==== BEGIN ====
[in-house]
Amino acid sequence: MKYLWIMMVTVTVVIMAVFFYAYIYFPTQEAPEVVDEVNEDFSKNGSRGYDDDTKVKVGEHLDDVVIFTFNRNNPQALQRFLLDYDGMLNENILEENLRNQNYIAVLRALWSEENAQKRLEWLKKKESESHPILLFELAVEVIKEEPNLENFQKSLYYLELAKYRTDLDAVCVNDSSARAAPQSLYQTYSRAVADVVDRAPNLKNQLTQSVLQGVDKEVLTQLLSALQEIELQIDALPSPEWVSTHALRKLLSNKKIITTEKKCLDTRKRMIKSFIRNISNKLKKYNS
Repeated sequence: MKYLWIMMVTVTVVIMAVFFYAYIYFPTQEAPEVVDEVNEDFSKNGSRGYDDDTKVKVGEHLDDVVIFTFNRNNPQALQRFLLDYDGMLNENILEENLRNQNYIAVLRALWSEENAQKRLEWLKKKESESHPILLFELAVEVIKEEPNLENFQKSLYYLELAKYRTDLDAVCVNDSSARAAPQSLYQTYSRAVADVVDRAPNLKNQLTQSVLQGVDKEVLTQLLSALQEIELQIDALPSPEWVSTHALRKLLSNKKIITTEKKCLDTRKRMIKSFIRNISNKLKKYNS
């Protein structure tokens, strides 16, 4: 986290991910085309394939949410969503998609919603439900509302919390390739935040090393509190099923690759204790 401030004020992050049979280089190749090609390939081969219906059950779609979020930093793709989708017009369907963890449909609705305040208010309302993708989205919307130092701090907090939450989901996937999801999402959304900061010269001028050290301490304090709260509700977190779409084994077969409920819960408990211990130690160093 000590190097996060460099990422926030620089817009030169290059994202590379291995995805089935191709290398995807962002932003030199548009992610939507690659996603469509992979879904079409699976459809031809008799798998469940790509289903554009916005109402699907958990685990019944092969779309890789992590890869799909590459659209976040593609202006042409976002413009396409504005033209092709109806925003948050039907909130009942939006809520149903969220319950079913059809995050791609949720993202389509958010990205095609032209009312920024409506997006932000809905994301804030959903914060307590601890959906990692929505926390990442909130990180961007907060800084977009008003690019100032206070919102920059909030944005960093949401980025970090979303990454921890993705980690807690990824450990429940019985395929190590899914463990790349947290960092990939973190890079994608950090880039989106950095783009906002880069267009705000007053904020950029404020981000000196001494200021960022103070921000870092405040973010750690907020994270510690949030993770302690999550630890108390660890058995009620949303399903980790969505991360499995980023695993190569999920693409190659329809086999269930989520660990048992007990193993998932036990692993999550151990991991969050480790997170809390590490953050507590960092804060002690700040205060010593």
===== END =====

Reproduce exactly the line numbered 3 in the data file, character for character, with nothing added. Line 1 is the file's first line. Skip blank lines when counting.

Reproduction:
Repeated sequence: MKYLWIMMVTVTVVIMAVFFYAYIYFPTQEAPEVVDEVNEDFSKNGSRGYDDDTKVKVGEHLDDVVIFTFNRNNPQALQRFLLDYDGMLNENILEENLRNQNYIAVLRALWSEENAQKRLEWLKKKESESHPILLFELAVEVIKEEPNLENFQKSLYYLELAKYRTDLDAVCVNDSSARAAPQSLYQTYSRAVADVVDRAPNLKNQLTQSVLQGVDKEVLTQLLSALQEIELQIDALPSPEWVSTHALRKLLSNKKIITTEKKCLDTRKRMIKSFIRNISNKLKKYNS